Morris Dancing

Long before we entertained ourselves with
'twerking' and 'G-funk', we were a country of Morris
Dancers and their adoring fans. As one of England's
oldest traditions, Morris Dancing dates back to the
15th century or perhaps even before then.

We met couple Robin & Pauline, along with
musician and dancer Mike from The Gloucestershire
Morris Men. The group was formed in the 1930s and
continue to dance all over the county. They talked us
through the history, customs and traditions of Morris
Dancing in the Cotswolds.

Q&A with the Gloucestershire Morris Men

White Stuff: What’s a typical day like for a Morris Dancer?
GMM: Well, it depends on the time of year, so in the
winter we’ll practice once a week, but through the summer
we’ll be touring and teaching at workshops, festivals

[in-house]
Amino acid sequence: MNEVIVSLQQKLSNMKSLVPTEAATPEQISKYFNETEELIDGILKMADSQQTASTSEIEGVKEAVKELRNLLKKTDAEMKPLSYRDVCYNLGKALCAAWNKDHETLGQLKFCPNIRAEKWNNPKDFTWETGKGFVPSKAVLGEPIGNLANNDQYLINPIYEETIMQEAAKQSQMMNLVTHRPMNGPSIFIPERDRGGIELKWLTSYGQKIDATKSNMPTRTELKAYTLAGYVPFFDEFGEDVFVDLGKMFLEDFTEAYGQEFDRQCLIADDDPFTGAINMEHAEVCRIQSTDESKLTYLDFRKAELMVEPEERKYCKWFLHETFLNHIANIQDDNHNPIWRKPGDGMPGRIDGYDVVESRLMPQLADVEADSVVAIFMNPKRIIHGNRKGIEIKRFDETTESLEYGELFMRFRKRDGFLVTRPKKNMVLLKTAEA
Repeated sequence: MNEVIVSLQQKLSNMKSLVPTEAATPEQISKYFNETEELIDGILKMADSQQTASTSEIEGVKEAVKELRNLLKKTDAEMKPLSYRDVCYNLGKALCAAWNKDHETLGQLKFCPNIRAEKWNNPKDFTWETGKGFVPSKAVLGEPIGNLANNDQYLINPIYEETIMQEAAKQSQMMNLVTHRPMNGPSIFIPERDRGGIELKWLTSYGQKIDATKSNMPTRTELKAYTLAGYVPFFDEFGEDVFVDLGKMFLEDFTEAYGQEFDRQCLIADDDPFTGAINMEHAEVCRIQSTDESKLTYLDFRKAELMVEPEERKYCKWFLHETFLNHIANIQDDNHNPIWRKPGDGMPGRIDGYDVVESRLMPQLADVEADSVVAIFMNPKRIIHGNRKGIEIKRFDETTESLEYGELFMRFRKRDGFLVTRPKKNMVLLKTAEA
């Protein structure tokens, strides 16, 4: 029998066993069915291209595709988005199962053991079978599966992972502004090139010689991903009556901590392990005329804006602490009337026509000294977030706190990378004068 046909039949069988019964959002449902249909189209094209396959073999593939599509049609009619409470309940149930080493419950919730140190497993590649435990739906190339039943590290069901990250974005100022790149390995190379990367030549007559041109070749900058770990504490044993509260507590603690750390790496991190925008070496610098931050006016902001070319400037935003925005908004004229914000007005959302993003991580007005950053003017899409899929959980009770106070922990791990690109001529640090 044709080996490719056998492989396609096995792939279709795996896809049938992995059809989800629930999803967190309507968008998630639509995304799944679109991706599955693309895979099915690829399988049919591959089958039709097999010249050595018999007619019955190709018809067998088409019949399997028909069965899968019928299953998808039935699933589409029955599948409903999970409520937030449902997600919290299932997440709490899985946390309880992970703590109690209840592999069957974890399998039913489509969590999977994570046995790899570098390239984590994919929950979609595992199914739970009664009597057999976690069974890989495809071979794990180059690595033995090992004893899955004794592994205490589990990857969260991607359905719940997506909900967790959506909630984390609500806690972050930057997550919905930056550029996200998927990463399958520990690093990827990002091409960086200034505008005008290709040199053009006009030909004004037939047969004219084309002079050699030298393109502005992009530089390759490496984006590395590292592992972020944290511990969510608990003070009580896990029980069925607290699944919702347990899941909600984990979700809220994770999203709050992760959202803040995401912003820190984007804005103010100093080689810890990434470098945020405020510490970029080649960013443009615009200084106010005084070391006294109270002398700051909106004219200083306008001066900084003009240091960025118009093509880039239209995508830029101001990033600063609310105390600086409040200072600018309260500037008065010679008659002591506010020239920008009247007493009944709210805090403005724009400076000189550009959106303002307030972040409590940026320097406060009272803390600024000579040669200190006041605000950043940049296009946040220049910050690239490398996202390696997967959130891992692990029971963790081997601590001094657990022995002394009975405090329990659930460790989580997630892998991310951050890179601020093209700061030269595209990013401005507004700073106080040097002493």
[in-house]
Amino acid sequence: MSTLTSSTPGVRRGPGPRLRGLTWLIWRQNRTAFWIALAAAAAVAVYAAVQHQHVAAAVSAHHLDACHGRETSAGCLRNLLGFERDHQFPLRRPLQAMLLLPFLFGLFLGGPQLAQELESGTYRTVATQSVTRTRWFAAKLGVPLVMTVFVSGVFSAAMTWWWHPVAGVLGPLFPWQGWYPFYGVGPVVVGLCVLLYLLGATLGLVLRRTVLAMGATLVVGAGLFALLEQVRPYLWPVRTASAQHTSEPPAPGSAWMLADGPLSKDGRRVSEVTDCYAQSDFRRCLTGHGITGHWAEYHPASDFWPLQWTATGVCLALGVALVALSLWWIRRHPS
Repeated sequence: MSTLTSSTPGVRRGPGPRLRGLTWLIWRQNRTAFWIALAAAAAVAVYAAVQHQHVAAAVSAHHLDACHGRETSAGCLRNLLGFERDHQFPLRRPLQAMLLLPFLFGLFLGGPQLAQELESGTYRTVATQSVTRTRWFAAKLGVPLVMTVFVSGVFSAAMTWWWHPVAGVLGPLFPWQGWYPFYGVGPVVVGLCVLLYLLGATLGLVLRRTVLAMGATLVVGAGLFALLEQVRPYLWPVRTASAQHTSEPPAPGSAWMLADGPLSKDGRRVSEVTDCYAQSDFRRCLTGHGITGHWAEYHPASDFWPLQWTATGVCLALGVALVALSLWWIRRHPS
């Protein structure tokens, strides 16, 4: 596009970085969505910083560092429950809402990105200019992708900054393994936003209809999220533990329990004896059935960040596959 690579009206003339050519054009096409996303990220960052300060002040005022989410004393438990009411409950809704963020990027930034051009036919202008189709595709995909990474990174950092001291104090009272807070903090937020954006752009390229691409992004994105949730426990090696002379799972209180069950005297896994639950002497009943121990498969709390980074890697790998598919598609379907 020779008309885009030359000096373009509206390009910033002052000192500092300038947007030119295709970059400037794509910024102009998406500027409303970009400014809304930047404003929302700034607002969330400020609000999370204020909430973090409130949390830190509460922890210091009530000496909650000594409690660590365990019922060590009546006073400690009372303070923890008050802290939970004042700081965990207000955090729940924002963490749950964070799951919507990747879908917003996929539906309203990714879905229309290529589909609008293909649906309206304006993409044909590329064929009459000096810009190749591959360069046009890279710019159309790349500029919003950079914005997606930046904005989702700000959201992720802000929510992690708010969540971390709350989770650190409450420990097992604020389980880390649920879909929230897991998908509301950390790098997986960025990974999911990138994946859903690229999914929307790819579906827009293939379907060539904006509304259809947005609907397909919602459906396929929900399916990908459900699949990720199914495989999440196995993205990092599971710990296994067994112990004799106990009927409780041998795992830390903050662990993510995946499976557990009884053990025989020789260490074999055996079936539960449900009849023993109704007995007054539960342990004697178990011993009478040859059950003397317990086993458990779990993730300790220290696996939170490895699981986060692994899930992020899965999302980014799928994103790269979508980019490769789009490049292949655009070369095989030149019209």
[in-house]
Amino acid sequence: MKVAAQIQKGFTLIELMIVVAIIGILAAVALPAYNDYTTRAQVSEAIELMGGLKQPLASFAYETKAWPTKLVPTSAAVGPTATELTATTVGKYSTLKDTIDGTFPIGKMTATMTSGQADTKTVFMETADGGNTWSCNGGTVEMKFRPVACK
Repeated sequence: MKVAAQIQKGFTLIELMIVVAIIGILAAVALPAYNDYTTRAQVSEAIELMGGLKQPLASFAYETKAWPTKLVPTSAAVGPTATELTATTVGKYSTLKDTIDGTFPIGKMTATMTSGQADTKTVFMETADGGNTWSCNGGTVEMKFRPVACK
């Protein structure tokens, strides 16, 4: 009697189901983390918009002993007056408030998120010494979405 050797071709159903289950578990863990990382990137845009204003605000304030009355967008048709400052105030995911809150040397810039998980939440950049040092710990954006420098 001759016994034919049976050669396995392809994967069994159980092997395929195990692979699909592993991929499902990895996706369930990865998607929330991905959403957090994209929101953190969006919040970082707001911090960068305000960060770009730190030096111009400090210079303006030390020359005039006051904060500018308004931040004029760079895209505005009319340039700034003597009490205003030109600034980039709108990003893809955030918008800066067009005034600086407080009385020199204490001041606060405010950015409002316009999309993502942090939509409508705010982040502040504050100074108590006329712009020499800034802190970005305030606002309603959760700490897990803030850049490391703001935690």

and out in the community.

WS: There seems to be a definite link between Morris
Dancing & Ale drinking, in fact most celebrations seem
to start or end (usually both) in a pub.
Can you confirm or deny this?

GMM: We can confirm, yes.

WS: Are there any significant days on your social calendar?
GMM: May Day is a big day for us, as it marks the start
and Pride and Prejudice to name a few. The honey-
of the season and processions of dancers tour all across
the country on this day.

WS: What instrument is played during the dances?
GMM: Traditionally music played to a ‘set’ came in the form
of a pipe and tabor or a fiddle, nowadays the most common

WS: Will Morris Dancing continue to live on forever?
GMM: We hope so! It is popular with young women
but we’d like to recruit more young men to join us and
keep the tradition alive.

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